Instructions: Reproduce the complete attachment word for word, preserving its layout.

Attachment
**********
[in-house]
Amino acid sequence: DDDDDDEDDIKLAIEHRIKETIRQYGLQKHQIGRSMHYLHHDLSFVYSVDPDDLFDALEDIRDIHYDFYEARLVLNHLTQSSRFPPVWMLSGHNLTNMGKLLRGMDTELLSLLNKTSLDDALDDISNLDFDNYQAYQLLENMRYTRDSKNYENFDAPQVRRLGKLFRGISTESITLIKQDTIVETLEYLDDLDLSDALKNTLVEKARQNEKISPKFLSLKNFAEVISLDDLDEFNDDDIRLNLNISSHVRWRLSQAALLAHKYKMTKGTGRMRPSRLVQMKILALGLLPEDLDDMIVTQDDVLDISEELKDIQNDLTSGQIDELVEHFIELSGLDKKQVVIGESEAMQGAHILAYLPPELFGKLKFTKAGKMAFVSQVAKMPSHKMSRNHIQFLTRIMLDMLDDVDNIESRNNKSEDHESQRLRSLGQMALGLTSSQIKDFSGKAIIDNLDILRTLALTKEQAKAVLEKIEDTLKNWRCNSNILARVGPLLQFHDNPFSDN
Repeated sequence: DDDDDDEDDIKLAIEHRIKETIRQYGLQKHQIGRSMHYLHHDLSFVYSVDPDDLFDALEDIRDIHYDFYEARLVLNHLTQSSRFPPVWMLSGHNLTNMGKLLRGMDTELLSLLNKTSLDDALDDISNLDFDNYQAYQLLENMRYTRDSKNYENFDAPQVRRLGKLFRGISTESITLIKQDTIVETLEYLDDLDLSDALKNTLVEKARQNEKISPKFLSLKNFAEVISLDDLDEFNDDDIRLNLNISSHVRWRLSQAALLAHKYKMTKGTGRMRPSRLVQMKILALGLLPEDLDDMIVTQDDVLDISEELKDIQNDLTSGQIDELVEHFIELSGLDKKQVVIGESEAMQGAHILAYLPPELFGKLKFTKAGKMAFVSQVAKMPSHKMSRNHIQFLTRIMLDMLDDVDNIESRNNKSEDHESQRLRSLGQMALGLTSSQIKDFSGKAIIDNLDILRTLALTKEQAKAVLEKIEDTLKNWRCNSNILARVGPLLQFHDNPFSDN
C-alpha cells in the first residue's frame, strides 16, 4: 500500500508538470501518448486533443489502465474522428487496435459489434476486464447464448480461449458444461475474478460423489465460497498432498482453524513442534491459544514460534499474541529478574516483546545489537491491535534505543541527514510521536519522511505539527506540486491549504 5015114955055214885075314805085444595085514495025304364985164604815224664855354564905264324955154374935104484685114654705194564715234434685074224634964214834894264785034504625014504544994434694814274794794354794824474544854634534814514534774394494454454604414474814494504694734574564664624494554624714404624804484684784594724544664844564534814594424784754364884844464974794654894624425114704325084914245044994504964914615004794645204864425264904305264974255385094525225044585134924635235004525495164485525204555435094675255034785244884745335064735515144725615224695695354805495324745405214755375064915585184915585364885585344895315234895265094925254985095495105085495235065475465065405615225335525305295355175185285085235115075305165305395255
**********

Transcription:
[in-house]
Amino acid sequence: DDDDDDEDDIKLAIEHRIKETIRQYGLQKHQIGRSMHYLHHDLSFVYSVDPDDLFDALEDIRDIHYDFYEARLVLNHLTQSSRFPPVWMLSGHNLTNMGKLLRGMDTELLSLLNKTSLDDALDDISNLDFDNYQAYQLLENMRYTRDSKNYENFDAPQVRRLGKLFRGISTESITLIKQDTIVETLEYLDDLDLSDALKNTLVEKARQNEKISPKFLSLKNFAEVISLDDLDEFNDDDIRLNLNISSHVRWRLSQAALLAHKYKMTKGTGRMRPSRLVQMKILALGLLPEDLDDMIVTQDDVLDISEELKDIQNDLTSGQIDELVEHFIELSGLDKKQVVIGESEAMQGAHILAYLPPELFGKLKFTKAGKMAFVSQVAKMPSHKMSRNHIQFLTRIMLDMLDDVDNIESRNNKSEDHESQRLRSLGQMALGLTSSQIKDFSGKAIIDNLDILRTLALTKEQAKAVLEKIEDTLKNWRCNSNILARVGPLLQFHDNPFSDN
Repeated sequence: DDDDDDEDDIKLAIEHRIKETIRQYGLQKHQIGRSMHYLHHDLSFVYSVDPDDLFDALEDIRDIHYDFYEARLVLNHLTQSSRFPPVWMLSGHNLTNMGKLLRGMDTELLSLLNKTSLDDALDDISNLDFDNYQAYQLLENMRYTRDSKNYENFDAPQVRRLGKLFRGISTESITLIKQDTIVETLEYLDDLDLSDALKNTLVEKARQNEKISPKFLSLKNFAEVISLDDLDEFNDDDIRLNLNISSHVRWRLSQAALLAHKYKMTKGTGRMRPSRLVQMKILALGLLPEDLDDMIVTQDDVLDISEELKDIQNDLTSGQIDELVEHFIELSGLDKKQVVIGESEAMQGAHILAYLPPELFGKLKFTKAGKMAFVSQVAKMPSHKMSRNHIQFLTRIMLDMLDDVDNIESRNNKSEDHESQRLRSLGQMALGLTSSQIKDFSGKAIIDNLDILRTLALTKEQAKAVLEKIEDTLKNWRCNSNILARVGPLLQFHDNPFSDN
C-alpha cells in the first residue's frame, strides 16, 4: 500500500508538470501518448486533443489502465474522428487496435459489434476486464447464448480461449458444461475474478460423489465460497498432498482453524513442534491459544514460534499474541529478574516483546545489537491491535534505543541527514510521536519522511505539527506540486491549504 5015114955055214885075314805085444595085514495025304364985164604815224664855354564905264324955154374935104484685114654705194564715234434685074224634964214834894264785034504625014504544994434694814274794794354794824474544854634534814514534774394494454454604414474814494504694734574564664624494554624714404624804484684784594724544664844564534814594424784754364884844464974794654894624425114704325084914245044994504964914615004794645204864425264904305264974255385094525225044585134924635235004525495164485525204555435094675255034785244884745335064735515144725615224695695354805495324745405214755375064915585184915585364885585344895315234895265094925254985095495105085495235065475465065405615225335525305295355175185285085235115075305165305395255